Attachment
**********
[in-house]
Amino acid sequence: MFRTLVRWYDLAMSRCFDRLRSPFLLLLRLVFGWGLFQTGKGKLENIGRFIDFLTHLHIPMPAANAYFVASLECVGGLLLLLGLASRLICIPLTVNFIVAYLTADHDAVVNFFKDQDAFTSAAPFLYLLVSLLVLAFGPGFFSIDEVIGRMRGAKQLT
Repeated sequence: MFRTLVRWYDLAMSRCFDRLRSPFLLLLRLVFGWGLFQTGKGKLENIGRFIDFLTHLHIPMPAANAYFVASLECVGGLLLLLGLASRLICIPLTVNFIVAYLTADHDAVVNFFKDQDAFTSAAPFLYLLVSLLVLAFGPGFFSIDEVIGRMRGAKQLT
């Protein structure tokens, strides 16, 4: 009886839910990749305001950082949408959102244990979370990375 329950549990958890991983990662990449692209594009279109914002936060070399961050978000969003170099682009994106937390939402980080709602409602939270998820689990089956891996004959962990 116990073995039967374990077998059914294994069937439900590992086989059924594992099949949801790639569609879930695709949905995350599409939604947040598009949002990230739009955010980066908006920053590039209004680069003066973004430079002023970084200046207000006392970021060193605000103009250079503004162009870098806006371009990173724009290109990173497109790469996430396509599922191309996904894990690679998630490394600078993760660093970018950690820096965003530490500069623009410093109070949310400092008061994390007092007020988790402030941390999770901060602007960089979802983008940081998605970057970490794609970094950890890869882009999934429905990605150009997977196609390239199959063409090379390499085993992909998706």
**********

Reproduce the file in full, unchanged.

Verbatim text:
[in-house]
Amino acid sequence: MFRTLVRWYDLAMSRCFDRLRSPFLLLLRLVFGWGLFQTGKGKLENIGRFIDFLTHLHIPMPAANAYFVASLECVGGLLLLLGLASRLICIPLTVNFIVAYLTADHDAVVNFFKDQDAFTSAAPFLYLLVSLLVLAFGPGFFSIDEVIGRMRGAKQLT
Repeated sequence: MFRTLVRWYDLAMSRCFDRLRSPFLLLLRLVFGWGLFQTGKGKLENIGRFIDFLTHLHIPMPAANAYFVASLECVGGLLLLLGLASRLICIPLTVNFIVAYLTADHDAVVNFFKDQDAFTSAAPFLYLLVSLLVLAFGPGFFSIDEVIGRMRGAKQLT
């Protein structure tokens, strides 16, 4: 009886839910990749305001950082949408959102244990979370990375 329950549990958890991983990662990449692209594009279109914002936060070399961050978000969003170099682009994106937390939402980080709602409602939270998820689990089956891996004959962990 116990073995039967374990077998059914294994069937439900590992086989059924594992099949949801790639569609879930695709949905995350599409939604947040598009949002990230739009955010980066908006920053590039209004680069003066973004430079002023970084200046207000006392970021060193605000103009250079503004162009870098806006371009990173724009290109990173497109790469996430396509599922191309996904894990690679998630490394600078993760660093970018950690820096965003530490500069623009410093109070949310400092008061994390007092007020988790402030941390999770901060602007960089979802983008940081998605970057970490794609970094950890890869882009999934429905990605150009997977196609390239199959063409090379390499085993992909998706």